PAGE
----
Massage & Bodywork

November/December 2009

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Page 47 of 139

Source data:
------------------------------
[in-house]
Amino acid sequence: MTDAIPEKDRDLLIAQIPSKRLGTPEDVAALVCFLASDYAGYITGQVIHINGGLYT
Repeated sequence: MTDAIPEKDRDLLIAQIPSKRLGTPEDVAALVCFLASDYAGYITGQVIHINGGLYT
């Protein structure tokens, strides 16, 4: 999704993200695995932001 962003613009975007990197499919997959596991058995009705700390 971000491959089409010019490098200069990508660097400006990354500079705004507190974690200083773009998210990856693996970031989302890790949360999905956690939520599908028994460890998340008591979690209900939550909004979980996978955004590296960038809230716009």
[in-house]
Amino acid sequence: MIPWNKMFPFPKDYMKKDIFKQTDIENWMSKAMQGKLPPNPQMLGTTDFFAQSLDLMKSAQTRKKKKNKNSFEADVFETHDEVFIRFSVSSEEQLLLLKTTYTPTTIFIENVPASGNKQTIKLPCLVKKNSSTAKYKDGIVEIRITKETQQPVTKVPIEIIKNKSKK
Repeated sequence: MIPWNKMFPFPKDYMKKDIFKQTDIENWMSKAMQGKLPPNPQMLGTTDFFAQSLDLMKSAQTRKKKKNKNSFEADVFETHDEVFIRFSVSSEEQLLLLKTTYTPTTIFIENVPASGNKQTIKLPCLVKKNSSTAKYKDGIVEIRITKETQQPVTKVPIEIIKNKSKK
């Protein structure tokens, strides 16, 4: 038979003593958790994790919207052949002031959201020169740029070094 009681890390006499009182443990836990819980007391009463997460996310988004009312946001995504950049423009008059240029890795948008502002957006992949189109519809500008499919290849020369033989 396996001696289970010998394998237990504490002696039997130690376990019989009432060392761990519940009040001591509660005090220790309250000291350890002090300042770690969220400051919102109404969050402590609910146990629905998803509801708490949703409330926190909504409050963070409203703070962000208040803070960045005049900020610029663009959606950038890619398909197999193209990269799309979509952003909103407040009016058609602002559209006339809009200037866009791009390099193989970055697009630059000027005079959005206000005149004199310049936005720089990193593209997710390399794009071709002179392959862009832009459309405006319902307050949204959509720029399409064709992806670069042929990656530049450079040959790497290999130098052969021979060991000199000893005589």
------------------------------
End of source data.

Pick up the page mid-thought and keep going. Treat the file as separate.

A nimal massage has grown considerably in the United States since its emergence within the horse community in the 1960s and 1970s. It was on the racetracks and in the stables that famed sports massage therapist Jack Meagher (who passed away earlier this year) and others like Linda Tellington-Jones helped massage become a valuable component of equestrian care, while also unveiling the hands-on work to a broader animal advocate population. The field has evolved significantly since that time, with animal therapists now offering everything from acupressure to energy work to hydrotherapy to—human massage. Despite their place in ancient Greek and Arabic equestrian traditions, animal therapies continue to fight for a place in the massage community today. Some opponents even question the place of animal massage in human massage schools. Still, a growing number of massage and bodywork practitioners are working with animals, big and small, in everything from zoos to living rooms around the world. The legitimacy human massage has earned over the last decade has no doubt been a boon for animal massage as well. "People have started to understand that massage can help their animals in so many ways," says Barbara Maciejewski, who has been involved with the animal massage program at the Boulder College of Massage Therapy (BCMT) since 2003. "There's great acceptance—word is out there now." The world of animal massage is definitely changing, as evidenced by not only today's legal wranglings surrounding who can and can't do the work, but also by who is taking animal massage trainings to begin with. According to Maciejewski, students taking the animal course work at BCMT are veterinarians, vet techs, and massage therapists. She says not only are vets seeing animal massage as another revenue stream, but massage therapists are seeing it as a way to fill holes in their appointment books. 46 massage & bodywork november/december 2009

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